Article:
Can you describe what you do?
I live in Leuven’s Vaartkom neighbourhood, a former industrial site – best known for its former Stella Artois brewery – which is now transforming into a new hub. Situated around the Dyle river and the Leuven-Dyle Canal, with lots of water and space, it’s trendy, fluid, mobile and growing. An all-round great place to live in. I spend a lot of time in Brussels as well as in other cities out of the country, so to live so close to the train station as well as to Brussels Airport is truly indispensable. On top of that, I get to live, work and enjoy the somewhat sheltered environment of a smaller city – the perfect habitat in which I can find the right balance in life. At the moment, I’m working on several different fronts. I work as curator and coach for the N+1 residency program at Cas-co, a non-profit art organisation providing studios, workspaces and project spaces for artists. I also teach art at the Heilige-Drievuldigheidscollege, a high school in Leuven. Finally, I have my own practice as an artist, based here in Leuven; and am involved in various art education organisations, like Artforum.
How do you perceive Leuven?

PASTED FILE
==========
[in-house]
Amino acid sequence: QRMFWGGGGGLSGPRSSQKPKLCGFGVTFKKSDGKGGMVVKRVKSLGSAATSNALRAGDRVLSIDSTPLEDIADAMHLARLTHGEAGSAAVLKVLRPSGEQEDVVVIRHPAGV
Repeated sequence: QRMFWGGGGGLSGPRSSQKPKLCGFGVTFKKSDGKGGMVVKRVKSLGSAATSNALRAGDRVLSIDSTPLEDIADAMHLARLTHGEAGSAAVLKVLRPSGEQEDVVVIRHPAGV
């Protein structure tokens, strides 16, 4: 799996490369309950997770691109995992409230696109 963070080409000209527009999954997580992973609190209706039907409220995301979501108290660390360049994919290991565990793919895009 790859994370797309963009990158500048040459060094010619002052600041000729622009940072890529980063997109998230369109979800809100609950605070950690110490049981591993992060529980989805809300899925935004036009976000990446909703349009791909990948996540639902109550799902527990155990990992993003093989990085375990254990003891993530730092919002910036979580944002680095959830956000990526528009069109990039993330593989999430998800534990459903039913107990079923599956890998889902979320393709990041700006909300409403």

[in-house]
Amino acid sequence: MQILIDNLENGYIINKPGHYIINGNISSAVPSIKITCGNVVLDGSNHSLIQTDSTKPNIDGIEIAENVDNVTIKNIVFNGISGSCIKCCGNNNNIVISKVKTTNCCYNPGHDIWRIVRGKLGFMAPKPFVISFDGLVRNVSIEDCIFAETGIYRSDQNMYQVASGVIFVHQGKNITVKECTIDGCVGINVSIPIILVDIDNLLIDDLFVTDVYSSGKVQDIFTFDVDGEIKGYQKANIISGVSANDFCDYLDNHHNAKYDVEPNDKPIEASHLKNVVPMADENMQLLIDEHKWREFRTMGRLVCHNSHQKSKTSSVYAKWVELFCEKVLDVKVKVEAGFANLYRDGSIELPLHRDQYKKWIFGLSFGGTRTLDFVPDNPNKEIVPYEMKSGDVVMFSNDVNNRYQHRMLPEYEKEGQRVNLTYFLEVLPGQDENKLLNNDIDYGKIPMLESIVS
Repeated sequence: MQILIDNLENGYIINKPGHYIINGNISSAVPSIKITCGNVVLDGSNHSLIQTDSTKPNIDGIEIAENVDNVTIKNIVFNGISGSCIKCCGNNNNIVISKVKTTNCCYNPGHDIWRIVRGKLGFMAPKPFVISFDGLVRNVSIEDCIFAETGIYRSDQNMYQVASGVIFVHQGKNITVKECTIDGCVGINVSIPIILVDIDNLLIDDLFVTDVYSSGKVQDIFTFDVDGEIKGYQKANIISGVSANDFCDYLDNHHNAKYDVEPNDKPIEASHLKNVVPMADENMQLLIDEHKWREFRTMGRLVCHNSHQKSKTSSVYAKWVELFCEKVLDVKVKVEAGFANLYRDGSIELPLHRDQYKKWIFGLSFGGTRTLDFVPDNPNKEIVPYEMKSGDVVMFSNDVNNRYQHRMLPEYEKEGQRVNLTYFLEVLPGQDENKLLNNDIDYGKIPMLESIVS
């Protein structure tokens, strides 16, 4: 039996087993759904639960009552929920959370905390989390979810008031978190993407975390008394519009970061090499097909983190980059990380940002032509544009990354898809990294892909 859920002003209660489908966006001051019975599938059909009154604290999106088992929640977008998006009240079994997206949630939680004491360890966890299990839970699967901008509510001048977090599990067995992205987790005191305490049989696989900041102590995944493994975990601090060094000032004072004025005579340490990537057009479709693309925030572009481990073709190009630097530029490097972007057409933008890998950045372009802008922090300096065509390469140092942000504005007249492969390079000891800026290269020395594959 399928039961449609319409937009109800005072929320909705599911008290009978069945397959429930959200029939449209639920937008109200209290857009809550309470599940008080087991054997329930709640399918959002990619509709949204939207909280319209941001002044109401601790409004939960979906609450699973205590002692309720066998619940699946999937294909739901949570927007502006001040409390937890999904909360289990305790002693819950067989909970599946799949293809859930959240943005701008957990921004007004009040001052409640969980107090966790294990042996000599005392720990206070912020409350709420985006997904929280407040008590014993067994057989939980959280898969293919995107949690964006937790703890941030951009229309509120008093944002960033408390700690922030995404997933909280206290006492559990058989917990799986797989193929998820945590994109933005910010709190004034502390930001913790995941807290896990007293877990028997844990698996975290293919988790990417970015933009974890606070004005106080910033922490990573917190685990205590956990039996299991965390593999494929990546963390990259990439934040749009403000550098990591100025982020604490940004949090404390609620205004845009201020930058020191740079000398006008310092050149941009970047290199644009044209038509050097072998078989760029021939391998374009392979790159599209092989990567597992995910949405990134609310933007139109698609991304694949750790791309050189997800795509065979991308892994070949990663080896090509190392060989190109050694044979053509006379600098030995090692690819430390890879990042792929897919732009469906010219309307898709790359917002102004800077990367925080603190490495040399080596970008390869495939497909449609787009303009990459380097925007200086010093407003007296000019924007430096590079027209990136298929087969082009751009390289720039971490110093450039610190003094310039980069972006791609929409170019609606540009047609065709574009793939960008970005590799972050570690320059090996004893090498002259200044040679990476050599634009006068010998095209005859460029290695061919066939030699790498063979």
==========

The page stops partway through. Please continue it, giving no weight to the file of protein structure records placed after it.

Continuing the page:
It’s difficult to explain, but for me – and this of course is a subjective perception – it feels like Leuven is always “indoors” somehow, even if you walk through its parks, streets, or market-places. It feels like it’s a “dome”, like it’s all connected as an “indoor” space next to the airport and Brussels. So you can easily get out, or go back for shelter, if needed. There’s also this massive student community that provides a very specific, young and international texture to the city, whilst never dominating its social makeup – you still have other strong communities which co-exist. For the last five years, I’ve felt a growing relationship between the artistic scene of Brussels and Leuven, driven in part by M-Museum and LUCA’s close-knit ties with the city. And there’s also an influx of dancers finding their way from Brussels to Leuven, and vice-versa, because of the very strong position STUK now holds within the country’s dance scene. So there’s a sense of movement. What I am hoping for in the future is that the artistic community of Leuven will continue to evolve and grow, and become rooted in the city itself without losing its channels and relationships with other cities.